Glial scar survives until the chronic phase by recruiting scar-forming astrocytes after spinal cord injury

Tetsuya Tamaru, Kazu Kobayakawa, Hirokazu Saiwai, Daijiro Konno, Ken Kijima, Shingo Yoshizaki, Kazuhiro Hata, Hirotaka Iura, Gentaro Ono, Yohei Haruta, Kazuki Kitade, Kei Ichiro Iida, Ken Ichi Kawaguchi, Yoshihiro Matsumoto, Kensuke Kubota, Takeshi Maeda, Seiji Okada, Yasuharu Nakashima

Research output: Contribution to journalArticlepeer-review

9 Citations (Scopus)

Abstract

Spinal cord injury (SCI) causes reactive astrogliosis, the sequential phenotypic change of astrocytes in which naïve astrocytes (NAs) transform into reactive astrocytes (RAs) and subsequently become scar-forming astrocytes (SAs), resulting in glial scar formation around the lesion site and thereby limiting axonal regeneration and motor/sensory functional recovery. Inhibiting the transformation of RAs into SAs in the acute phase attenuates the reactive astrogliosis and promotes regeneration. However, whether or not SAs once formed can revert to RAs or SAs is unclear. We performed selective isolation of astrocytes from glial scars at different time points for a gene expression analysis and found that the expression of Sox9, an important transcriptional factor for glial cell differentiation, was significantly increased in chronic phase astrocytes (CAs) compared to SAs in the sub-acute phase. Furthermore, CAs showed a significantly lower expression of chondroitin sulfate proteoglycan (CSPG)-related genes than SAs. These results indicated that SAs changed their phenotypes according to the surrounding environment of the injured spinal cord over time. Even though the integrin-N-cadherin pathway is critical for glial scar formation, collagen-I-grown scar-forming astrocytes (Col-I-SAs) did not change their phenotype after depleting the effect of integrin or N-cadherin. In addition, we found that Col-I-SAs transplanted into a naïve spinal cord formed glial scar again by maintaining a high expression of genes involved in the integrin-N-cadherin pathway and a low expression of CSPG-related genes. Interestingly, the transplanted Col-I-SAs changed NAs into SAs, and anti-β1-integrin antibody blocked the recruitment of SAs while reducing the volume of glial scar in the chronic phase. Our findings indicate that while the characteristics of glial scars change over time after SCI, SAs have a cell-autonomous function to form and maintain a glial scar, highlighting the basic mechanism underlying the persistence of glial scars after central nervous system injury until the chronic phase, which may be a therapeutic target.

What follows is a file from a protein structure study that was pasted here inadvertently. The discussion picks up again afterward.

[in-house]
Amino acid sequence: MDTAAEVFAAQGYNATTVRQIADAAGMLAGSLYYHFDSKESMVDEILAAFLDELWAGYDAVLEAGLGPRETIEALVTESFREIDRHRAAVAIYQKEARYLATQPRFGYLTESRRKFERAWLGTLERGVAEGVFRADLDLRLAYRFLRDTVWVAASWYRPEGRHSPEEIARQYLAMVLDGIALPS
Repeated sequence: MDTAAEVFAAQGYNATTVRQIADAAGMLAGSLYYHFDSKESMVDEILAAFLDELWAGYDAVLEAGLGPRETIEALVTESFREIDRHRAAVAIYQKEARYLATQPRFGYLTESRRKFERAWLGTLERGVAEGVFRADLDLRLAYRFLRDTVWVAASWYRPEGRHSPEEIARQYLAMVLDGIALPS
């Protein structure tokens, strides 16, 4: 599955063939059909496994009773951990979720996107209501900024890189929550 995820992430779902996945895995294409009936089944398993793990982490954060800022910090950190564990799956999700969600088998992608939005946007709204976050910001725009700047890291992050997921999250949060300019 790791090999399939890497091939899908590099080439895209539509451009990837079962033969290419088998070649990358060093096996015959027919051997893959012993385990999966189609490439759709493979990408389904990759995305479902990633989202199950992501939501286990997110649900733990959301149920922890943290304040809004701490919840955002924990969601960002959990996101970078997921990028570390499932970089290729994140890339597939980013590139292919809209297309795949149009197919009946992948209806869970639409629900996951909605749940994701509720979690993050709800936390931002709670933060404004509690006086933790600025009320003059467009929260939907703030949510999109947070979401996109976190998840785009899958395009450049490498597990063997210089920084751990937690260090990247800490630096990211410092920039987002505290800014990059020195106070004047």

Original languageEnglish
Article number114264
JournalExperimental Neurology
Volume359
DOIs
Publication statusPublished - Jan 2023

All Science Journal Classification (ASJC) codes

  • Neurology
  • Developmental Neuroscience

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